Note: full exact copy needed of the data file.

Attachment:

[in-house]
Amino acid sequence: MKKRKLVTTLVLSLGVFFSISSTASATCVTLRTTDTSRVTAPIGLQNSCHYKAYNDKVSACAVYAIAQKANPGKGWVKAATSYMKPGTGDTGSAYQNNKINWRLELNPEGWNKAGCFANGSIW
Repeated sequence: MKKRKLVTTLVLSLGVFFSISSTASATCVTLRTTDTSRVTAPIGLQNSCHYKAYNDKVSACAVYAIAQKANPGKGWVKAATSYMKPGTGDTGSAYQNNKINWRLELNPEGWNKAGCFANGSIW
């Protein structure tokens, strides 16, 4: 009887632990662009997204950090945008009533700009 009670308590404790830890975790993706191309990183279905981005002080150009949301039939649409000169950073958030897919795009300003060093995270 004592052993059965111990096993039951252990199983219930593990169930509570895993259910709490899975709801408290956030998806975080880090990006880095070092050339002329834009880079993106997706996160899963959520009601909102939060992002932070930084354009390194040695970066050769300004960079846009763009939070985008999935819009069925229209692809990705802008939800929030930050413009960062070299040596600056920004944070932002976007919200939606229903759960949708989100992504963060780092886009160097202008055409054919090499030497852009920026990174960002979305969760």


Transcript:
[in-house]
Amino acid sequence: MKKRKLVTTLVLSLGVFFSISSTASATCVTLRTTDTSRVTAPIGLQNSCHYKAYNDKVSACAVYAIAQKANPGKGWVKAATSYMKPGTGDTGSAYQNNKINWRLELNPEGWNKAGCFANGSIW
Repeated sequence: MKKRKLVTTLVLSLGVFFSISSTASATCVTLRTTDTSRVTAPIGLQNSCHYKAYNDKVSACAVYAIAQKANPGKGWVKAATSYMKPGTGDTGSAYQNNKINWRLELNPEGWNKAGCFANGSIW
């Protein structure tokens, strides 16, 4: 009887632990662009997204950090945008009533700009 009670308590404790830890975790993706191309990183279905981005002080150009949301039939649409000169950073958030897919795009300003060093995270 004592052993059965111990096993039951252990199983219930593990169930509570895993259910709490899975709801408290956030998806975080880090990006880095070092050339002329834009880079993106997706996160899963959520009601909102939060992002932070930084354009390194040695970066050769300004960079846009763009939070985008999935819009069925229209692809990705802008939800929030930050413009960062070299040596600056920004944070932002976007919200939606229903759960949708989100992504963060780092886009160097202008055409054919090499030497852009920026990174960002979305969760």